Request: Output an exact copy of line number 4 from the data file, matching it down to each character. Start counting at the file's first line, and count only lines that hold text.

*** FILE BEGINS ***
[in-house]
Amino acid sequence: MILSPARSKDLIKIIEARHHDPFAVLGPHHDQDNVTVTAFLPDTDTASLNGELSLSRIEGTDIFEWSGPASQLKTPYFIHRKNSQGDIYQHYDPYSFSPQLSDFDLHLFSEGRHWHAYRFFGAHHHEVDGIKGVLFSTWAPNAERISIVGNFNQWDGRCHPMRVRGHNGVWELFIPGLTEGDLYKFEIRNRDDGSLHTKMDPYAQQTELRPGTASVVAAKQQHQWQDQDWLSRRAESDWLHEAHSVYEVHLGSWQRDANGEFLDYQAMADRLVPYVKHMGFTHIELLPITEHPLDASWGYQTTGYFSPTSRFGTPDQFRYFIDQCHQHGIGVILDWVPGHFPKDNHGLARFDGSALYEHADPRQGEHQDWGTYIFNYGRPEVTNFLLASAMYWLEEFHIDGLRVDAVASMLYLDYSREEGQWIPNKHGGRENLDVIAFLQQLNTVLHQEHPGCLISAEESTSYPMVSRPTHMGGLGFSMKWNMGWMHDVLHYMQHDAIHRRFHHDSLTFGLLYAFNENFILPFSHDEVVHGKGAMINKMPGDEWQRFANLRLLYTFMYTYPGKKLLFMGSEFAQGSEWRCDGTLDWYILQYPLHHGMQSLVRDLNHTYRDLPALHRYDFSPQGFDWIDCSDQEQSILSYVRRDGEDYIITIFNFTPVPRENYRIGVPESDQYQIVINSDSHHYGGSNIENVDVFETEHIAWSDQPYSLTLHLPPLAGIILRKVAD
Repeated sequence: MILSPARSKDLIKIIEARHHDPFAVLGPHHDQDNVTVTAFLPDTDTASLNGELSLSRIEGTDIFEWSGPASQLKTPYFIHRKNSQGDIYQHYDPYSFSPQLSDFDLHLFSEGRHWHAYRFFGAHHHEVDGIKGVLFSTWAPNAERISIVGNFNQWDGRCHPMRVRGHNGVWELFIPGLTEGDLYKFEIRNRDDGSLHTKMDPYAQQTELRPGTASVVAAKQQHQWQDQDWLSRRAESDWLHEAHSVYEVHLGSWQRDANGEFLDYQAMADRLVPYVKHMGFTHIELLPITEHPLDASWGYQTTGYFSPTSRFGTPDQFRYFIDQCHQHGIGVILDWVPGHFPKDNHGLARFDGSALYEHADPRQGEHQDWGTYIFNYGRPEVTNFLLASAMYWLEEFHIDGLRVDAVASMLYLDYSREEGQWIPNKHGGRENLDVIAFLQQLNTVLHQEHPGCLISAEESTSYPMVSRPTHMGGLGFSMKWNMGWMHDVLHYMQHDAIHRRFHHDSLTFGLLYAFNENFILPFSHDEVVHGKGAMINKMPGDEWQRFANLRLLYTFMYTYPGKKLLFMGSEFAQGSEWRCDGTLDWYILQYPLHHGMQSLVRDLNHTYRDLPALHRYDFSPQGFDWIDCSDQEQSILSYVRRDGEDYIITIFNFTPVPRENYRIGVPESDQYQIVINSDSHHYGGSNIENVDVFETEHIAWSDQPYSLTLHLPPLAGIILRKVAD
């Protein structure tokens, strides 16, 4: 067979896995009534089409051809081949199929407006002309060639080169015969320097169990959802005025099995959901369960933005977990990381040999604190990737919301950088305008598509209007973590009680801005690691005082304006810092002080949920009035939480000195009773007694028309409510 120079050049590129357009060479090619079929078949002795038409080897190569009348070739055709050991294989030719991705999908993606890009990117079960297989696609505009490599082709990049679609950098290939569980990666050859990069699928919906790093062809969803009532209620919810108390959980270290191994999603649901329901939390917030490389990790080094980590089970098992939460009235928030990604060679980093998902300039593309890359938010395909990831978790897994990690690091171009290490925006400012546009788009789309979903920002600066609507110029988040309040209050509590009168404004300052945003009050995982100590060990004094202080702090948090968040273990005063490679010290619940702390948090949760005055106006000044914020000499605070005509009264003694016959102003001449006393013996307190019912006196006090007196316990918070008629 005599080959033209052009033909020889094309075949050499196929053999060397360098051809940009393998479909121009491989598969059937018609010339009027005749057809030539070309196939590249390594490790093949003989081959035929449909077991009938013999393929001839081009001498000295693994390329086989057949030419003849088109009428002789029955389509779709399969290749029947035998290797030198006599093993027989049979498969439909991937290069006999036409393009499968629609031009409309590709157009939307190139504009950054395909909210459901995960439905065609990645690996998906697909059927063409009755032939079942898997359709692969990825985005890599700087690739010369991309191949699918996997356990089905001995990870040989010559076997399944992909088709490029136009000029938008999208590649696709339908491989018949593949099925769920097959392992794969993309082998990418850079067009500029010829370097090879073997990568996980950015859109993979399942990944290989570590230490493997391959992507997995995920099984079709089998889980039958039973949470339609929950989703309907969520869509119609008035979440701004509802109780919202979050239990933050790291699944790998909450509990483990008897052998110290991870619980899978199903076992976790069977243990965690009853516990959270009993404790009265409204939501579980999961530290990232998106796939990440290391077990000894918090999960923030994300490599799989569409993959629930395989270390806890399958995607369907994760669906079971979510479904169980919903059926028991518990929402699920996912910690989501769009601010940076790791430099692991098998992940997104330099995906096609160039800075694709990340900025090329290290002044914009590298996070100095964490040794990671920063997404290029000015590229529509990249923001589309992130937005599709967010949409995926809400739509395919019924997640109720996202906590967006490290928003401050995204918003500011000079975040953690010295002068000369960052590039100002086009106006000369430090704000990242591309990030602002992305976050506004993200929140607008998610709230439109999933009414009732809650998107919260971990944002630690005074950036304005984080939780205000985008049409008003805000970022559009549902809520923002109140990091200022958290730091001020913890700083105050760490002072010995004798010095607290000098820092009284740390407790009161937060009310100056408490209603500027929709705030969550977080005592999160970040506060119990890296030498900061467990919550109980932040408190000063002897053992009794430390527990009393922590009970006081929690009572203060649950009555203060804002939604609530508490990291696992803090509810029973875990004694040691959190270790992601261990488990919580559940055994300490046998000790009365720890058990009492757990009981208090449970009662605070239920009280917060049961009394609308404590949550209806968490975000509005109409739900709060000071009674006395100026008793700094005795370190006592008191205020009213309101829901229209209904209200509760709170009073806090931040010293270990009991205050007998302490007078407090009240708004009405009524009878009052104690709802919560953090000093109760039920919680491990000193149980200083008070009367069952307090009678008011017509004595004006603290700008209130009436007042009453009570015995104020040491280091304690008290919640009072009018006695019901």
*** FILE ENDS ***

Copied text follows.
């Protein structure tokens, strides 16, 4: 067979896995009534089409051809081949199929407006002309060639080169015969320097169990959802005025099995959901369960933005977990990381040999604190990737919301950088305008598509209007973590009680801005690691005082304006810092002080949920009035939480000195009773007694028309409510 120079050049590129357009060479090619079929078949002795038409080897190569009348070739055709050991294989030719991705999908993606890009990117079960297989696609505009490599082709990049679609950098290939569980990666050859990069699928919906790093062809969803009532209620919810108390959980270290191994999603649901329901939390917030490389990790080094980590089970098992939460009235928030990604060679980093998902300039593309890359938010395909990831978790897994990690690091171009290490925006400012546009788009789309979903920002600066609507110029988040309040209050509590009168404004300052945003009050995982100590060990004094202080702090948090968040273990005063490679010290619940702390948090949760005055106006000044914020000499605070005509009264003694016959102003001449006393013996307190019912006196006090007196316990918070008629 005599080959033209052009033909020889094309075949050499196929053999060397360098051809940009393998479909121009491989598969059937018609010339009027005749057809030539070309196939590249390594490790093949003989081959035929449909077991009938013999393929001839081009001498000295693994390329086989057949030419003849088109009428002789029955389509779709399969290749029947035998290797030198006599093993027989049979498969439909991937290069006999036409393009499968629609031009409309590709157009939307190139504009950054395909909210459901995960439905065609990645690996998906697909059927063409009755032939079942898997359709692969990825985005890599700087690739010369991309191949699918996997356990089905001995990870040989010559076997399944992909088709490029136009000029938008999208590649696709339908491989018949593949099925769920097959392992794969993309082998990418850079067009500029010829370097090879073997990568996980950015859109993979399942990944290989570590230490493997391959992507997995995920099984079709089998889980039958039973949470339609929950989703309907969520869509119609008035979440701004509802109780919202979050239990933050790291699944790998909450509990483990008897052998110290991870619980899978199903076992976790069977243990965690009853516990959270009993404790009265409204939501579980999961530290990232998106796939990440290391077990000894918090999960923030994300490599799989569409993959629930395989270390806890399958995607369907994760669906079971979510479904169980919903059926028991518990929402699920996912910690989501769009601010940076790791430099692991098998992940997104330099995906096609160039800075694709990340900025090329290290002044914009590298996070100095964490040794990671920063997404290029000015590229529509990249923001589309992130937005599709967010949409995926809400739509395919019924997640109720996202906590967006490290928003401050995204918003500011000079975040953690010295002068000369960052590039100002086009106006000369430090704000990242591309990030602002992305976050506004993200929140607008998610709230439109999933009414009732809650998107919260971990944002630690005074950036304005984080939780205000985008049409008003805000970022559009549902809520923002109140990091200022958290730091001020913890700083105050760490002072010995004798010095607290000098820092009284740390407790009161937060009310100056408490209603500027929709705030969550977080005592999160970040506060119990890296030498900061467990919550109980932040408190000063002897053992009794430390527990009393922590009970006081929690009572203060649950009555203060804002939604609530508490990291696992803090509810029973875990004694040691959190270790992601261990488990919580559940055994300490046998000790009365720890058990009492757990009981208090449970009662605070239920009280917060049961009394609308404590949550209806968490975000509005109409739900709060000071009674006395100026008793700094005795370190006592008191205020009213309101829901229209209904209200509760709170009073806090931040010293270990009991205050007998302490007078407090009240708004009405009524009878009052104690709802919560953090000093109760039920919680491990000193149980200083008070009367069952307090009678008011017509004595004006603290700008209130009436007042009453009570015995104020040491280091304690008290919640009072009018006695019901």